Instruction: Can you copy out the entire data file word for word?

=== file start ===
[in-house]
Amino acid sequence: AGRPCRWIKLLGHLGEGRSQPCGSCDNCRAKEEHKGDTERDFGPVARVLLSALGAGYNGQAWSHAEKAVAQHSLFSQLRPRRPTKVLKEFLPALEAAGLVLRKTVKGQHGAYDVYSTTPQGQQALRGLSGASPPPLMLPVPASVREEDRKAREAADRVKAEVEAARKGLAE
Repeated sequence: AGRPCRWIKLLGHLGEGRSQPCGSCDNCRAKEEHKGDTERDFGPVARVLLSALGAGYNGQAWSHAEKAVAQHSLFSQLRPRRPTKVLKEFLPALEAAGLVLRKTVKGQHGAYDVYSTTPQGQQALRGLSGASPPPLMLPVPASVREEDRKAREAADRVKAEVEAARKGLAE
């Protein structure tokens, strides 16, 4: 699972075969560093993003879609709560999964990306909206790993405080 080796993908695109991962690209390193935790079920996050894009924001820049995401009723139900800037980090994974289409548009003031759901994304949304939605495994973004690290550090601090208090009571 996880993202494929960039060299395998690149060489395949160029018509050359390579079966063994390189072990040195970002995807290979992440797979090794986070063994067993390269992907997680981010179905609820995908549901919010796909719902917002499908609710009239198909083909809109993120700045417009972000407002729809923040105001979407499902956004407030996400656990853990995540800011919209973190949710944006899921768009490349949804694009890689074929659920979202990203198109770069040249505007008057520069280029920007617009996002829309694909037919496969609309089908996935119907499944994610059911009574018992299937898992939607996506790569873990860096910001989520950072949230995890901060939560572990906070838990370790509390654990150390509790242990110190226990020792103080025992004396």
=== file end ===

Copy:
[in-house]
Amino acid sequence: AGRPCRWIKLLGHLGEGRSQPCGSCDNCRAKEEHKGDTERDFGPVARVLLSALGAGYNGQAWSHAEKAVAQHSLFSQLRPRRPTKVLKEFLPALEAAGLVLRKTVKGQHGAYDVYSTTPQGQQALRGLSGASPPPLMLPVPASVREEDRKAREAADRVKAEVEAARKGLAE
Repeated sequence: AGRPCRWIKLLGHLGEGRSQPCGSCDNCRAKEEHKGDTERDFGPVARVLLSALGAGYNGQAWSHAEKAVAQHSLFSQLRPRRPTKVLKEFLPALEAAGLVLRKTVKGQHGAYDVYSTTPQGQQALRGLSGASPPPLMLPVPASVREEDRKAREAADRVKAEVEAARKGLAE
């Protein structure tokens, strides 16, 4: 699972075969560093993003879609709560999964990306909206790993405080 080796993908695109991962690209390193935790079920996050894009924001820049995401009723139900800037980090994974289409548009003031759901994304949304939605495994973004690290550090601090208090009571 996880993202494929960039060299395998690149060489395949160029018509050359390579079966063994390189072990040195970002995807290979992440797979090794986070063994067993390269992907997680981010179905609820995908549901919010796909719902917002499908609710009239198909083909809109993120700045417009972000407002729809923040105001979407499902956004407030996400656990853990995540800011919209973190949710944006899921768009490349949804694009890689074929659920979202990203198109770069040249505007008057520069280029920007617009996002829309694909037919496969609309089908996935119907499944994610059911009574018992299937898992939607996506790569873990860096910001989520950072949230995890901060939560572990906070838990370790509390654990150390509790242990110190226990020792103080025992004396």